ID #2430

One of our homework problems say: "A certain organism, Errorproniuous higheras, has a typical error frequency of 2 mistakes every cell division. One clustered group of atypical cells of this multicellular organism was found to have an error frequency of 200 mistakes per cell division. Which one of the following explanations for this observation is most likely? Incorrect: That cell cluster is missing error-prone repair mechanisms. Correct: The proofreading enzymes are missing in that cell cluster. Incorrect: That cell cluster has stopped dividing. Incorrect: Both the proofreading and mismatch repair enzymes are missing in that cell cluster. Incorrect: Nothing has happened to that cell cluster." As you can see, the apparent correct answer is the second choice. However, I was under the impression that in order for a cell to divide, which the question implies that these cells are doing, a cell must first replicate its DNA. This would require the presence of DNA polymerases. Option two seems to imply that the cell cluster with more errors is missing its DNA polymerases, which are the proofreading enzymes. If the cell cluster with more errors was missing its DNA polymerases, how would it be able to replicate and divide? If it can't under the conditions given in option two, then option two seems to be a very unlikely explanation of the observations, since in the question we can clearly see that these cells are dividing. So to me, option one seemed the most likely of the choices given. Am I just completely wrong or confused here?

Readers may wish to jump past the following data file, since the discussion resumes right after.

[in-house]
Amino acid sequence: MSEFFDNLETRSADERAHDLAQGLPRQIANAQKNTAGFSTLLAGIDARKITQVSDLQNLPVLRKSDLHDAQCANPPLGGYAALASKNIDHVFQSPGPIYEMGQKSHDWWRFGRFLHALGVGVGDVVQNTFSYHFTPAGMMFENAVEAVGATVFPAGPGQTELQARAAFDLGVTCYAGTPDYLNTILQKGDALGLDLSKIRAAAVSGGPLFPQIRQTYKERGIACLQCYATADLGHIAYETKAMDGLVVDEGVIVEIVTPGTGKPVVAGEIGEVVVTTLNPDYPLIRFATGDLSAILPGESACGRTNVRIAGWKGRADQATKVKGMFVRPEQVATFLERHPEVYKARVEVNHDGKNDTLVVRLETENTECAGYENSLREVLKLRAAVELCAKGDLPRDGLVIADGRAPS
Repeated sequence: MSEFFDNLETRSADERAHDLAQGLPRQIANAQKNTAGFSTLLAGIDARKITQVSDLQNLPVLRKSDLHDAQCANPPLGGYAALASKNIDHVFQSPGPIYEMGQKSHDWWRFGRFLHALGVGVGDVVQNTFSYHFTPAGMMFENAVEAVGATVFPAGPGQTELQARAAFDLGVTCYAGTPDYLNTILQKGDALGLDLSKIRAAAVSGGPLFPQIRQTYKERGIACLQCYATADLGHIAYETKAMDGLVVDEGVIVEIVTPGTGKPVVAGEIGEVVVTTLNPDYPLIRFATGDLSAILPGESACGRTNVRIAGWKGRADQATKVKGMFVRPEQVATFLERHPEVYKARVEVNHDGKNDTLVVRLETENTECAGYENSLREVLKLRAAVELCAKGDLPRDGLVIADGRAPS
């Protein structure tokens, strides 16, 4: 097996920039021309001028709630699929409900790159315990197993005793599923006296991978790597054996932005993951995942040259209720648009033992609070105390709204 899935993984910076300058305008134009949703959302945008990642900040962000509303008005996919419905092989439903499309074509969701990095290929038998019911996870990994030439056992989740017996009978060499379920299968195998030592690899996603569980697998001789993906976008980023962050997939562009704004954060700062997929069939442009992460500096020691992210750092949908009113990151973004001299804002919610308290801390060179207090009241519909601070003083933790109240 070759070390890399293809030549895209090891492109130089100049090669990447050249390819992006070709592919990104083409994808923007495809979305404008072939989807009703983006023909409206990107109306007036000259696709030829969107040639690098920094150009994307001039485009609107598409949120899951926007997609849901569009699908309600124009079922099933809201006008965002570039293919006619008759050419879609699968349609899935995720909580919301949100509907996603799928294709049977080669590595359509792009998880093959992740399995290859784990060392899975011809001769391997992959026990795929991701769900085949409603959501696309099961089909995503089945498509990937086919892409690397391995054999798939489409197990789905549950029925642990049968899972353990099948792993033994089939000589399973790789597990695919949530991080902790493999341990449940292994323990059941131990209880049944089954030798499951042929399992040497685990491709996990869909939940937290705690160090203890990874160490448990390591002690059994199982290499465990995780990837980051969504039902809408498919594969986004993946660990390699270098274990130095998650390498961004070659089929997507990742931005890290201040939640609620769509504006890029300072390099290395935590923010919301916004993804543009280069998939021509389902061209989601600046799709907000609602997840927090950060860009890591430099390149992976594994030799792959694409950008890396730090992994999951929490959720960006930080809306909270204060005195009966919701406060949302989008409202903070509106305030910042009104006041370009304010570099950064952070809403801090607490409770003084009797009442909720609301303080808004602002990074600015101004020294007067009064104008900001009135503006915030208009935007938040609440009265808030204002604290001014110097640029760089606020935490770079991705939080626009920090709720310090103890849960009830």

Thank you for explaining your thought process on this question- I think you were on the right track. I think you may have over-thought things when analyzing your answer choices. First, proofreading is usually performed by DNA polymerases, as you point out. In Lecture 23, Prof. Mehrtens mentioned in class that in the absence of proofreading activity, the error frequency is 100x higher. A cell without mismatch repair also makes 100x more mistakes. If a cell lacks both proofreading and mismatch repair, the error frequency is 10,000x (100 x 100) higher. In Question 2, the error frequency increases from 2 mistakes to 200 mistakes in the atypical cells, which is a 100-fold increase in errors. This would suggest that either proofreading or mismatch repair are missing, so proofreading is the correct answer (since mismatch repair by itself was not one of your answer choices). 
It is possible to separate the polymerase activity of DNA polymerases from the 3' to 5' exonuclease activity of the same polymerases. DNA polymerases have multiple subunits, and theoretically a mutation in the subunit that has the 3' to 5' exonuclease activity would not affect the rest of the enzyme (including the polymerase activity), so replication could proceed (albeit without proofreading). In research, there are commercially available purified DNA polymerases that lack 3' to 5' exonuclease activity, since some applications work better with polymerases that cannot proofread. For the first answer choice, error prone repair is only turned on under certain circumstances and a cell without error prone repair (but with proofreading and mismatch repair intact) would make less errors. A cell without error prone repair would be also more apt to die under stressful conditions because error prone repair is a last-ditch effort to maintain as much genomic integrity as possible. 
In this case, the best answer to the question is the second choice. 

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